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I'm building 1bbl brew system one question I have relates to a recommended burner

Do you think any burner would do for brewing the whole bbl? I'm inclined to get a Bayou burners that for outdoors use: http://www.homedepot.com/h_d1/N-5yc1v/R-100387839/h_d2/ProductDisplay?catalogId=10053&langId=-1&keyword=burner&storeId=10051 .

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Could you please split this into 3 questions? The answers to each question will get confusing, otherwise. –  baka May 28 '12 at 20:05
    
Thanks for your answers, and sorry i didn't respond earlier, i didn't get notifications –  Juan Bojorquez Jun 6 '12 at 20:59
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2 Answers

I would check Blichmann Engineering as not only a reference for burners, but other items like pumps and valve sizing on their big kettles (you will need a 55 gallon kettle to boil 35 gallons and get, say 33 in the fermenter and keg 1 barrel). That dual burner unit at Home Depot is probably not sufficient to hold the full boil kettle (your kettle would cover both burners). Again, check Blichmann for burners. The pump you choose will just determine how long it takes to move your batch, and it's my feeling that even the small March pump would be fine unless you're in a big hurry. Have you decided on a heat exchanger? That would be a critical component. And what vessel will you ferment in, and how will you control the fermentation temperature? Again, critcal and somewhat 'harder' than the boil kettle, burner and valve size.

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Just to be clear, I'm not saying you should BUY Blichmann products, just that they would be a good start in analyzing large volume brewing. I saw some stainless steel 55 gallon drums on Craig's list. That's where I'd start. –  Dale Jun 3 '12 at 12:56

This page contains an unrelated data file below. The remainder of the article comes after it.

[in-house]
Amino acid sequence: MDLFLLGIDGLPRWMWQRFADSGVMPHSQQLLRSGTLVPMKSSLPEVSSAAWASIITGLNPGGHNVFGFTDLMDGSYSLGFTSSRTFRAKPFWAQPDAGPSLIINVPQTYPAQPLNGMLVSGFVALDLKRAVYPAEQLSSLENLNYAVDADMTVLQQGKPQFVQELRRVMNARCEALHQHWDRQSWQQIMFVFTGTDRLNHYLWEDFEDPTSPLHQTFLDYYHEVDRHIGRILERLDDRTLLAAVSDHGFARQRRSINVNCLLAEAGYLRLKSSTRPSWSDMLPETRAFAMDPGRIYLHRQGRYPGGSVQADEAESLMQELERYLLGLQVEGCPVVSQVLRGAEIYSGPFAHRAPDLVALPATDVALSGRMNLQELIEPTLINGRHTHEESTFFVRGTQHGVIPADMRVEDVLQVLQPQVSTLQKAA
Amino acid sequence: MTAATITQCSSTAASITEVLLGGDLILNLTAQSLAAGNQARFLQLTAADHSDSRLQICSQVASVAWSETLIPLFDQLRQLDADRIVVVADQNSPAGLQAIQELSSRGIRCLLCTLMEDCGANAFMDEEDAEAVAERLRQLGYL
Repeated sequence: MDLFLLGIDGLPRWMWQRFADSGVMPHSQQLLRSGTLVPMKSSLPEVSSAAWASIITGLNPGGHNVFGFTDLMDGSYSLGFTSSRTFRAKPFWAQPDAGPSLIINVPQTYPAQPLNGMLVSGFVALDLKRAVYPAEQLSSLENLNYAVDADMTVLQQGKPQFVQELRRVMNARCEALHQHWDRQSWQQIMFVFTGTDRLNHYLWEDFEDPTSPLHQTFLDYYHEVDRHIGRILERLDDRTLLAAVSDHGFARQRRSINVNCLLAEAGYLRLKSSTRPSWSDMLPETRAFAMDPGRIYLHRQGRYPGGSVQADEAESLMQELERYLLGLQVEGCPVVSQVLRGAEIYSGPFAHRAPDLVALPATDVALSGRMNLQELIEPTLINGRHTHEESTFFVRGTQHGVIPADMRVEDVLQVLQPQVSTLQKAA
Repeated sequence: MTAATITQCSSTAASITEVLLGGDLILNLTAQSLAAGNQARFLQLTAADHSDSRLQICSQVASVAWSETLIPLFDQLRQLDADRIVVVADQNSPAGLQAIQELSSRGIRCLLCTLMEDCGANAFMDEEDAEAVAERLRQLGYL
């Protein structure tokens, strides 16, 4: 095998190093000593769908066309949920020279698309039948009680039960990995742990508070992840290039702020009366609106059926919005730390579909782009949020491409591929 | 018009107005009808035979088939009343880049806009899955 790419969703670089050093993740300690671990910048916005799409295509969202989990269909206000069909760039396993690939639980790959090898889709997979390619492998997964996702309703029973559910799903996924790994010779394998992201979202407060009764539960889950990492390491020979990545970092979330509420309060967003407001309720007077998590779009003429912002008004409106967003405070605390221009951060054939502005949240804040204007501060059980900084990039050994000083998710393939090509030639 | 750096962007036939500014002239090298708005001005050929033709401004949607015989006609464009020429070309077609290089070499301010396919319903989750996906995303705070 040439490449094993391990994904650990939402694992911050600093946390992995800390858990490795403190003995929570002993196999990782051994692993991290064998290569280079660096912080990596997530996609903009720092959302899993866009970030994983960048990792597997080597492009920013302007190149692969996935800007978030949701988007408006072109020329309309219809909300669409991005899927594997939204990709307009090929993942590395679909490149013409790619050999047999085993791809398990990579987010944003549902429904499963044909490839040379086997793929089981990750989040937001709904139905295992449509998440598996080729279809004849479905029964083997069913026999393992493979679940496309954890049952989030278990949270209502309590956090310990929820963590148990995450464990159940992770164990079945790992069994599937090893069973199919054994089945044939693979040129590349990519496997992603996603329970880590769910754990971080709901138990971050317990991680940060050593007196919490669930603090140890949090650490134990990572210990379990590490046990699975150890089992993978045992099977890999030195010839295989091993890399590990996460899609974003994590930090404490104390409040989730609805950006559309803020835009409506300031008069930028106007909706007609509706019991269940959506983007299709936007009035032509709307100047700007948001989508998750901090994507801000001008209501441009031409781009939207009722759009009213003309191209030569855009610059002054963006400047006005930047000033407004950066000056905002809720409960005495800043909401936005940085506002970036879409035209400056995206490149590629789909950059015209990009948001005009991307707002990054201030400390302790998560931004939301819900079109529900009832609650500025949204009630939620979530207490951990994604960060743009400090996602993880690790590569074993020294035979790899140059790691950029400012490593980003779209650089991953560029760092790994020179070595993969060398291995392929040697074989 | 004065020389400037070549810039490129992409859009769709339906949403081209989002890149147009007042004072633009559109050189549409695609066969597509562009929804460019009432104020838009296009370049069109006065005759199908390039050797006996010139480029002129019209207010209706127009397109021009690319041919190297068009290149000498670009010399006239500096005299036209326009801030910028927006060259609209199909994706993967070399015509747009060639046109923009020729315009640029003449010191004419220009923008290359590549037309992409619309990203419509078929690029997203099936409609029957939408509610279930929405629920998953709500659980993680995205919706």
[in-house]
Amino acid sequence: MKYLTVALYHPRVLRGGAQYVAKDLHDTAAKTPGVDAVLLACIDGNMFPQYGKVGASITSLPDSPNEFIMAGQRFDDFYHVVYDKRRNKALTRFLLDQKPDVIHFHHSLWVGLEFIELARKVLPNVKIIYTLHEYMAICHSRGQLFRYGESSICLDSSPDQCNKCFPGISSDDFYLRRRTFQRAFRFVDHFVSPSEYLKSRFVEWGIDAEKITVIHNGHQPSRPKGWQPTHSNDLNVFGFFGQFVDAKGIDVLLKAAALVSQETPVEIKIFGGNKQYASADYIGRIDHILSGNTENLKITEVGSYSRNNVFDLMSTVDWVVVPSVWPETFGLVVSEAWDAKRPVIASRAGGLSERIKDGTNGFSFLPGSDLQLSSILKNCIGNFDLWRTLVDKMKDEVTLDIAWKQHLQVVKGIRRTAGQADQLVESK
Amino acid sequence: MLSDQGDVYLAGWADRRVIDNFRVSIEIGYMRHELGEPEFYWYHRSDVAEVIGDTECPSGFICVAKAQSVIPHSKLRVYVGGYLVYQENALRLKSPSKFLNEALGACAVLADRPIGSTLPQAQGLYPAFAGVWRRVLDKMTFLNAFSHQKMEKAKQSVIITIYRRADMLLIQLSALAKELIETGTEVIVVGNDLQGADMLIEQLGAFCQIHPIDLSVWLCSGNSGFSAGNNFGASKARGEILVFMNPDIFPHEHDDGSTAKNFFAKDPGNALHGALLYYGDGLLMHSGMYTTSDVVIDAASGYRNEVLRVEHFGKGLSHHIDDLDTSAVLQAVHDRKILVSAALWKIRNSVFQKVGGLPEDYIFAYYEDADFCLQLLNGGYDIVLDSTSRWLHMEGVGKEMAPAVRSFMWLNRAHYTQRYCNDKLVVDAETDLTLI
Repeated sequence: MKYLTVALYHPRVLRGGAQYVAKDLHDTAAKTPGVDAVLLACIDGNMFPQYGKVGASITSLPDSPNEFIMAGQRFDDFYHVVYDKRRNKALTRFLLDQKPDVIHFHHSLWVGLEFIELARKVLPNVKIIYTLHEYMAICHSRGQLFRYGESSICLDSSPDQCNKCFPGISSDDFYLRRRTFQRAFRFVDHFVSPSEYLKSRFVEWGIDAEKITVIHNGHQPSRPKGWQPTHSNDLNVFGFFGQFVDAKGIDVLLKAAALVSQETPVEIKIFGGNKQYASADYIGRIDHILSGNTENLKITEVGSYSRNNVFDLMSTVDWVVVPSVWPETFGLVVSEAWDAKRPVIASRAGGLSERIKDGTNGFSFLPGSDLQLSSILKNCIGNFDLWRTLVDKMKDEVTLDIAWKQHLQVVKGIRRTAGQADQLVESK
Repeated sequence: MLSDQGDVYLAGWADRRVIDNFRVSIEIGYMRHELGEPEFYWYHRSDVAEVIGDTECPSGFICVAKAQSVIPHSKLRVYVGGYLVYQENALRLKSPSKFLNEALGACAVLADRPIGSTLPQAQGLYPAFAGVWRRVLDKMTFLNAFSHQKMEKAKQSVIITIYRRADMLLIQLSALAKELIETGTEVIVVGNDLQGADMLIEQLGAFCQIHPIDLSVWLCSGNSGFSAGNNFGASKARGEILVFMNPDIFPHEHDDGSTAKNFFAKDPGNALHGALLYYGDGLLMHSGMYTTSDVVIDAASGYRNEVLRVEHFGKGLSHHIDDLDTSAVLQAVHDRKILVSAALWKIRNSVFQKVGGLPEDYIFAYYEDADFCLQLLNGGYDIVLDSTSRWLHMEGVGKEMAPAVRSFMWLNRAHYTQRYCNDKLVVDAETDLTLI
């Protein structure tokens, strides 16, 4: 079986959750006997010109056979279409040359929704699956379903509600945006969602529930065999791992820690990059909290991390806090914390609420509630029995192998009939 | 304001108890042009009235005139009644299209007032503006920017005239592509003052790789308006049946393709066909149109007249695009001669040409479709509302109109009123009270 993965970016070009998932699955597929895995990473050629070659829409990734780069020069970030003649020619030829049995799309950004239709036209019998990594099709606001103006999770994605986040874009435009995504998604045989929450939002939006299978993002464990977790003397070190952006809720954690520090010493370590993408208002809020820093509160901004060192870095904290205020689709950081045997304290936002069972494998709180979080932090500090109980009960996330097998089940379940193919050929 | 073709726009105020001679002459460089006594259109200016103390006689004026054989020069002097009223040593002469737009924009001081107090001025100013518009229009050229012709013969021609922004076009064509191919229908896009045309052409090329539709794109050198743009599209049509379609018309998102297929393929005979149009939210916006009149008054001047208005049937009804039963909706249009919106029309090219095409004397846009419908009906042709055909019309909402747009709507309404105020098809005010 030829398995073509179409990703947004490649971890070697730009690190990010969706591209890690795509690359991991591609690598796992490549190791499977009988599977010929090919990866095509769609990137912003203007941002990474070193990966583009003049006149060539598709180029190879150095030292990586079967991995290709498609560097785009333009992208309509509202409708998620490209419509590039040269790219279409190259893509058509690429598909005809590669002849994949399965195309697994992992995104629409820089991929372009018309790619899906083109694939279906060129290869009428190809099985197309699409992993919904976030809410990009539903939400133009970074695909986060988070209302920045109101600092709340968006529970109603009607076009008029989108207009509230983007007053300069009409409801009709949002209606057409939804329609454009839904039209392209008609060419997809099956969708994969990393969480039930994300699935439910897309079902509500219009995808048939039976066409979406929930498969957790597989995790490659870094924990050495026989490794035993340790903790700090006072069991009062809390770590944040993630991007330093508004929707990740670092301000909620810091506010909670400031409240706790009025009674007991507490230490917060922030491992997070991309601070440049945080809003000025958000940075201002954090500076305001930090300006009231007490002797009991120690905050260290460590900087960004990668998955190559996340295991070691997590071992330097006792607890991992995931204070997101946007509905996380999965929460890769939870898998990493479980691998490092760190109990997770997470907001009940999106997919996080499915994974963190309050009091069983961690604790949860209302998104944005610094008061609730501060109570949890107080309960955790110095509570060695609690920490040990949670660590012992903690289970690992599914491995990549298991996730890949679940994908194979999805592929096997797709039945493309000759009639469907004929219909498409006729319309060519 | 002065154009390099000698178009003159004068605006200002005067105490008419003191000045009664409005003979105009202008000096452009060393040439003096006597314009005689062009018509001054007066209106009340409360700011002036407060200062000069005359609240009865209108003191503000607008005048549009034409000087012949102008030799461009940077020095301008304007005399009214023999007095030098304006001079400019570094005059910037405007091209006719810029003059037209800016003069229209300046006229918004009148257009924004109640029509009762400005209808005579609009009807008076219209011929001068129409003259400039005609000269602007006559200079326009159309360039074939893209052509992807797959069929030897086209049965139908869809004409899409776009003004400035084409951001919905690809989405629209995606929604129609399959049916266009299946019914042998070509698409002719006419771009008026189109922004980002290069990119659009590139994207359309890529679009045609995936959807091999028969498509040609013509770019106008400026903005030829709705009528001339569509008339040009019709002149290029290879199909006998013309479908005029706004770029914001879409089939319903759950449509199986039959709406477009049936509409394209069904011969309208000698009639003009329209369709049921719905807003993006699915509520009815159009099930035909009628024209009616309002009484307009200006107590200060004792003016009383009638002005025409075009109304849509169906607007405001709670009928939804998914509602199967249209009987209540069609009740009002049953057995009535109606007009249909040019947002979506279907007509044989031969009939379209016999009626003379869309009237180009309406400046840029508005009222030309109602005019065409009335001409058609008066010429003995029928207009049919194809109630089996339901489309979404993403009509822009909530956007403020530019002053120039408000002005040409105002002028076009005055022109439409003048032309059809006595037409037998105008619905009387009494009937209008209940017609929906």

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You do not need a 55 gallon kettle to boil 35 gallons. A 35 gallon pot would do the trick, if you can find one. You need some head space to avoid boil-overs, but an extra 20 gallons is a bit much. We use 300,000 or 400,000 BTU banjo burners on our 60 gallon drum kit. Yes it takes a while to get to boil for that much, but we can get about 35 gallons to a boil in under 45 minutes, especially from sparge temp.

I don't think the burners you link to are the most appropriate for your scenario. I would go with something like the Bayou Classic 10" Banjo Burners . The BTU rating is determined by your regulator...hook up to an LP tank with a high pressure regulator and you're good to go with about 350,000 BTUs or so.

Use the regular home brewer March pump, it works fine for large batches and is reasonable in cost -- or maybe buy a chugger if its cheaper? Either or on the pump, as long as it's rated for hot stuff.

And only use Blichmann if you want to spend more than necessary on any equipment. Their products ARE cool, but as a home brewer, don't you WANT to make your own gadgets? Just because they're made by a company in china with better engineering, doesn't really make them better products...mostly they're just more expensive, and less fun (because you don't get to build test and perfect them yourself!)

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Jason, You might check your math or assumptions on the volume of the boil kettle. To get 31 gallons in the keg at the end, you'll need somewhere near 42 gallons in the BK. Evaporation might take 5 gallons, shrinkage (4%) and trub take 3 gallons, fermenter and transfer losses might take 3 gallons. Even if my numbers are off by 50%, that still would mean 37 gallon boil. –  Dale Jun 3 '12 at 12:54
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